CSECH, Szobor (Szabolcz Csech)
Born: 12/11/1942, Miercurea,-Civic, Romania
Died: 8/1/2014, Bucharest, Romania
Szabolcz Csech’s westerns – actor, stunt coordinator:
The Adventures of Tom Sawyer (TV) – 1968 [stunt coordinator]
The Leatherstocking Tales (TV) – 1969 (Arrowhead) [Episode #1 ‘The Deerslayer”, episode #2
      “The Last of the Mohicans” guest appearance]
The Prophet, the Gold and the Transylvanians – 1978 [stunt coordinator]
The Oil, the Baby and the Transylvanians – 1979 (Sergeant McDusky)

Thursday, July 31, 2014

RIP Dick Smith

Dick Smith, who transformed the art of creating special makeup effects, has died aged 92.
96.4 Eagle News
The pioneer worked on dozens of films including The Godfather, The Exorcist, Taxi Driver and Amadeus.
His protege Rick Baker revealed the death on Twitter and said: "The master is gone. My friend and mentor Dick Smith is no longer with us. The world will not be the same."
Smith started his career in television and became head of makeup at NBC in 1945 where he remained until 1959.
Working with Marlon Brando on The Godfather, Smith spent an hour and half before each scene adding jowls, age spots and grey hair to create the character Vito Corleone.
Brando won a best actor Oscar for the role but refused to accept it.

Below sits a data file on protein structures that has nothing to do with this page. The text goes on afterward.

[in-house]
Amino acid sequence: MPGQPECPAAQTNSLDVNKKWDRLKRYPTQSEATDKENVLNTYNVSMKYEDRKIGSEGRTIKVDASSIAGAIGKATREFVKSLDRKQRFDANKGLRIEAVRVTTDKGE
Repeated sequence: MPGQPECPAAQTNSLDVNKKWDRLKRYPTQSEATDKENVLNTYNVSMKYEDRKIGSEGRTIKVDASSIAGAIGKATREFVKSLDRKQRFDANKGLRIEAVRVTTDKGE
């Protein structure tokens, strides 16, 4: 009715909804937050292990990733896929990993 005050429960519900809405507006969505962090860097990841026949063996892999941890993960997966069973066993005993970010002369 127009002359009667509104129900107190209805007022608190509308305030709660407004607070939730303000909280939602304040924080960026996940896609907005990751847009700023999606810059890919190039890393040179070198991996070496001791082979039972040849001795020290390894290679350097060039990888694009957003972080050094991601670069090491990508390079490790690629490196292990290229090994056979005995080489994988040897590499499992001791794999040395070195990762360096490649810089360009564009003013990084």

In 1973's horror The Exorcist Smith created the demonic makeup for possessed child Regan, played by Linda Blair, and fitted the vomit device for one of the film's most famous scenes.
His use of latex and other techniques meant he was able to artfully age F Murray Abraham from his forties to his eighties in Amadeus in 1984.
Smith discovered his talent while studying at Yale University. He happened to pick up a textbook detailing makeup tricks used in Hollywood.
He began doing makeup for the university's theatre group and reportedly roamed the campus at night in comic monster makeup.
In 2009 the Academy of Motion Picture Arts and Sciences honoured Smith with a special tribute to mark his huge contribution to the makeup profession and entertainment industry.
Smith is the only makeup artist in history to receive a Governors Award, the very highest and most prestigious type of Oscar.
Speaking at the ceremony in 2011 he said: "I have loved being a makeup artist so much, but this kind of puts a crown on all of that ... I am so grateful."
Smith mentored and trained dozens of makeup artists who are now huge successes in the industry themselves.
SMITH, Dick (Richard Emerson Smith)
Born: 6/26/1922, Larchmont, New York, U.S.A.
Died: 7/30/2014, Los Angeles, California, U.S.A.
Dick Smith’s westerns – makeup artist:
The Cowboy and the Blonde – 1941
From Hell to Texas – 1958
Little Big Man - 1970

RIP Wilton Schiller

Wilton Schiller, Who Produced the Record-Breaking Episode of 'The Fugitive,' Dies at 95.
The Hollywood Reporter
By Mike Barnes